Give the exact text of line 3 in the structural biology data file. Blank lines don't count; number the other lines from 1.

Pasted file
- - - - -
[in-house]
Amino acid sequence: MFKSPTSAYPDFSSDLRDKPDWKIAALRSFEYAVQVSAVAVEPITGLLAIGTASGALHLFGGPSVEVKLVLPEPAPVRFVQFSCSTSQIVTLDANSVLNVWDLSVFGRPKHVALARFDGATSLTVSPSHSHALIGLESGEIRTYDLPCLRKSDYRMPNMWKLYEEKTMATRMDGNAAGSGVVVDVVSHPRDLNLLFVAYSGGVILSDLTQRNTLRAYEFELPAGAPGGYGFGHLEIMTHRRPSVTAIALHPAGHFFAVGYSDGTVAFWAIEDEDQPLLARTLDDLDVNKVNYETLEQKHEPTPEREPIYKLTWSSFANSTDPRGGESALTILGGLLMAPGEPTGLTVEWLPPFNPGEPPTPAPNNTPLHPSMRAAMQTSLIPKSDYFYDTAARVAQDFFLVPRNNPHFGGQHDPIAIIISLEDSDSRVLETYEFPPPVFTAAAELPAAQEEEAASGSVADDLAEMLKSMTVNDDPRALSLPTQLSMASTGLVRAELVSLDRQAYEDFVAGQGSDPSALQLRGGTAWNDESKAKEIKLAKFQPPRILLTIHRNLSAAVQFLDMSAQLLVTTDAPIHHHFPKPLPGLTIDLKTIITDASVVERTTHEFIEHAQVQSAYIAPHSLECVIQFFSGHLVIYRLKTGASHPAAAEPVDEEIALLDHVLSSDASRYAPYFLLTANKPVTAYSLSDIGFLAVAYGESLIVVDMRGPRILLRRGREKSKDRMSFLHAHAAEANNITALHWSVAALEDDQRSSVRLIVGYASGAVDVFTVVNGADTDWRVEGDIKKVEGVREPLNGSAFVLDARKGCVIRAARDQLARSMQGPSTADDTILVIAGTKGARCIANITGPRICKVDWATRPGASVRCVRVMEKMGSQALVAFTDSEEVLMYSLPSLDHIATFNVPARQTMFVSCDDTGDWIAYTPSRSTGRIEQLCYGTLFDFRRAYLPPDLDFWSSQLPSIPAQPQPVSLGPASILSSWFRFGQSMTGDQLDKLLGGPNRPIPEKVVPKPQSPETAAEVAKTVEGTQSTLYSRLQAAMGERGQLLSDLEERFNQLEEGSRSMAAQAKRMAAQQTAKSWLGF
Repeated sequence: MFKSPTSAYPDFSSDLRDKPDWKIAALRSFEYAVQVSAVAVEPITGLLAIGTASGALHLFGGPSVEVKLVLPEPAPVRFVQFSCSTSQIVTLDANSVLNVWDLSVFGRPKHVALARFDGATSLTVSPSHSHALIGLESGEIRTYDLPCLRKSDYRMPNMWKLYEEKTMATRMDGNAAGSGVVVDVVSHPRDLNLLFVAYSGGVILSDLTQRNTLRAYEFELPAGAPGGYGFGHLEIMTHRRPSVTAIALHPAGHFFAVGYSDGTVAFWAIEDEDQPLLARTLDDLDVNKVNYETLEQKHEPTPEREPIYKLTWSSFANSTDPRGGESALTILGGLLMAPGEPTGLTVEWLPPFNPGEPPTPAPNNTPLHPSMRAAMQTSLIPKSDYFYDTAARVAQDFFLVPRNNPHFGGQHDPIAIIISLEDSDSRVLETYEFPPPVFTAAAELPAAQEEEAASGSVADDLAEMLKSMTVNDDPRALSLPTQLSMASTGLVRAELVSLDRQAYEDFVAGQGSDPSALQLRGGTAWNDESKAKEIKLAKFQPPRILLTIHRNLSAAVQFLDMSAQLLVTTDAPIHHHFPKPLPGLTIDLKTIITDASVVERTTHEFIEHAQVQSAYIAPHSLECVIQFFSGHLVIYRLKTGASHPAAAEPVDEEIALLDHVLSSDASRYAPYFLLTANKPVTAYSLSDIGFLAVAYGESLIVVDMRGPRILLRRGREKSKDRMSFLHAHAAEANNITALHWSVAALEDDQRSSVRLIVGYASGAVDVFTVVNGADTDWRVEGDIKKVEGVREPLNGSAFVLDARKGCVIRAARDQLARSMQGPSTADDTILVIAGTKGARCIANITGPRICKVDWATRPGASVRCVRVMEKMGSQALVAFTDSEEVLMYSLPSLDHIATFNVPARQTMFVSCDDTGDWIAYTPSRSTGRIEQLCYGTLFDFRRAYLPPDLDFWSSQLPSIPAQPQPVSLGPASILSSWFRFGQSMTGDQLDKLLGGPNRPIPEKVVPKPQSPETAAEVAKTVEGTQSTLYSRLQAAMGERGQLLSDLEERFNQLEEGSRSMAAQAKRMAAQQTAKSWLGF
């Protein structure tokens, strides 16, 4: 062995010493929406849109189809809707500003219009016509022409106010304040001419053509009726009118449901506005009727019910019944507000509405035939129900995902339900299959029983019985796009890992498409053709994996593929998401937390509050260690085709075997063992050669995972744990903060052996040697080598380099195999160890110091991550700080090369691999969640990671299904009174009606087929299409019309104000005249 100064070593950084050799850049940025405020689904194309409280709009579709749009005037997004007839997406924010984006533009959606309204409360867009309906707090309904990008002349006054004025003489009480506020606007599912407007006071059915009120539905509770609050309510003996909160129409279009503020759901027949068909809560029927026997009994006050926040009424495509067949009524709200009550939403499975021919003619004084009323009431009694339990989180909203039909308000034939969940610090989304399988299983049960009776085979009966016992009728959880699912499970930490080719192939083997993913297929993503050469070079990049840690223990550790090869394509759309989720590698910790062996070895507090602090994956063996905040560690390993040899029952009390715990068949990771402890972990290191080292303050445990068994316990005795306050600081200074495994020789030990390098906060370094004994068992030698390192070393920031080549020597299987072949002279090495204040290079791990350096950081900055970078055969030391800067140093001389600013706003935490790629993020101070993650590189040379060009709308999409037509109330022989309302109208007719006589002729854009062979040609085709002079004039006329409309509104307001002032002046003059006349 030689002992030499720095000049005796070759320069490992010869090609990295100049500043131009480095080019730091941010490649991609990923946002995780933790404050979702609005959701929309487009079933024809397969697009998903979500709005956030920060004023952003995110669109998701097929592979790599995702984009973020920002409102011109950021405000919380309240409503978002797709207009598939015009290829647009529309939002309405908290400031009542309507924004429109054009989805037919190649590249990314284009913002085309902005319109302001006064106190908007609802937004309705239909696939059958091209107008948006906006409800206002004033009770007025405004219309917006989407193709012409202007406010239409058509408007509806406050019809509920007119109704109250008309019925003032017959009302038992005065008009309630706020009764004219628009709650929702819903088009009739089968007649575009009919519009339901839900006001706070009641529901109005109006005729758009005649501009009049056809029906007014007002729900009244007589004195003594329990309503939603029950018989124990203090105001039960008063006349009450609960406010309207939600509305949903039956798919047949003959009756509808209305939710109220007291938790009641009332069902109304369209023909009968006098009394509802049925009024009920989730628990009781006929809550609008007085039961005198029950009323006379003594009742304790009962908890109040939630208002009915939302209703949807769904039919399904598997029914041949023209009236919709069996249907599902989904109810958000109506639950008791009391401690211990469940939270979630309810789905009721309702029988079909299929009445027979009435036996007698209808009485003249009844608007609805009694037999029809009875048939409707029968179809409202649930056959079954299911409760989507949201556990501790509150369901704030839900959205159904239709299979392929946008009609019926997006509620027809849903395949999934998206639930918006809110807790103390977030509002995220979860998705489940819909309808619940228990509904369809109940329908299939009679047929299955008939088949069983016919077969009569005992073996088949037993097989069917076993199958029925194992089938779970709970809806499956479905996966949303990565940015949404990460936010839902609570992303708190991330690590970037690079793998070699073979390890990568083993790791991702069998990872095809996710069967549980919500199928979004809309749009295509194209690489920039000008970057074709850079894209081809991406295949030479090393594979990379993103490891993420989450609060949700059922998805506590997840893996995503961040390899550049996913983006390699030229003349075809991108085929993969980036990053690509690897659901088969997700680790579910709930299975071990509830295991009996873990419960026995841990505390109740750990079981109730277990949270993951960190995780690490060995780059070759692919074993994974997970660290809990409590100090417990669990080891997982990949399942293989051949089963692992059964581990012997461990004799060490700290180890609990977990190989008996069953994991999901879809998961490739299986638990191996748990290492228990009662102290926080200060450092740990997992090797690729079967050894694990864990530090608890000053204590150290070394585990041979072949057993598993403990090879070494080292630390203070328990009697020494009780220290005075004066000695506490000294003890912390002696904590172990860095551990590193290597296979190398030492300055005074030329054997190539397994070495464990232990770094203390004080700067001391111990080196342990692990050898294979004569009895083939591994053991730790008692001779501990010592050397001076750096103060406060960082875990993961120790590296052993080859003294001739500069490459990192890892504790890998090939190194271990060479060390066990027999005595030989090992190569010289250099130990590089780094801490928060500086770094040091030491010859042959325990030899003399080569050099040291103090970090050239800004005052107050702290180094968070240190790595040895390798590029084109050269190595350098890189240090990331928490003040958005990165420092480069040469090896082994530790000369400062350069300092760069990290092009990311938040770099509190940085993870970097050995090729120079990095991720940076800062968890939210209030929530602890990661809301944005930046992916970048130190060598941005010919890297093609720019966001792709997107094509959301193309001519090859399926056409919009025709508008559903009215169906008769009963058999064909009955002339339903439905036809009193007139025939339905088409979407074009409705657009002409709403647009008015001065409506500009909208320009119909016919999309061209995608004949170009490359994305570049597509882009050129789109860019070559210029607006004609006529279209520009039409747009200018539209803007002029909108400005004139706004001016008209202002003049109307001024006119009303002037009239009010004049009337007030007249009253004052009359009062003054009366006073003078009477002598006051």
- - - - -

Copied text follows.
Repeated sequence: MFKSPTSAYPDFSSDLRDKPDWKIAALRSFEYAVQVSAVAVEPITGLLAIGTASGALHLFGGPSVEVKLVLPEPAPVRFVQFSCSTSQIVTLDANSVLNVWDLSVFGRPKHVALARFDGATSLTVSPSHSHALIGLESGEIRTYDLPCLRKSDYRMPNMWKLYEEKTMATRMDGNAAGSGVVVDVVSHPRDLNLLFVAYSGGVILSDLTQRNTLRAYEFELPAGAPGGYGFGHLEIMTHRRPSVTAIALHPAGHFFAVGYSDGTVAFWAIEDEDQPLLARTLDDLDVNKVNYETLEQKHEPTPEREPIYKLTWSSFANSTDPRGGESALTILGGLLMAPGEPTGLTVEWLPPFNPGEPPTPAPNNTPLHPSMRAAMQTSLIPKSDYFYDTAARVAQDFFLVPRNNPHFGGQHDPIAIIISLEDSDSRVLETYEFPPPVFTAAAELPAAQEEEAASGSVADDLAEMLKSMTVNDDPRALSLPTQLSMASTGLVRAELVSLDRQAYEDFVAGQGSDPSALQLRGGTAWNDESKAKEIKLAKFQPPRILLTIHRNLSAAVQFLDMSAQLLVTTDAPIHHHFPKPLPGLTIDLKTIITDASVVERTTHEFIEHAQVQSAYIAPHSLECVIQFFSGHLVIYRLKTGASHPAAAEPVDEEIALLDHVLSSDASRYAPYFLLTANKPVTAYSLSDIGFLAVAYGESLIVVDMRGPRILLRRGREKSKDRMSFLHAHAAEANNITALHWSVAALEDDQRSSVRLIVGYASGAVDVFTVVNGADTDWRVEGDIKKVEGVREPLNGSAFVLDARKGCVIRAARDQLARSMQGPSTADDTILVIAGTKGARCIANITGPRICKVDWATRPGASVRCVRVMEKMGSQALVAFTDSEEVLMYSLPSLDHIATFNVPARQTMFVSCDDTGDWIAYTPSRSTGRIEQLCYGTLFDFRRAYLPPDLDFWSSQLPSIPAQPQPVSLGPASILSSWFRFGQSMTGDQLDKLLGGPNRPIPEKVVPKPQSPETAAEVAKTVEGTQSTLYSRLQAAMGERGQLLSDLEERFNQLEEGSRSMAAQAKRMAAQQTAKSWLGF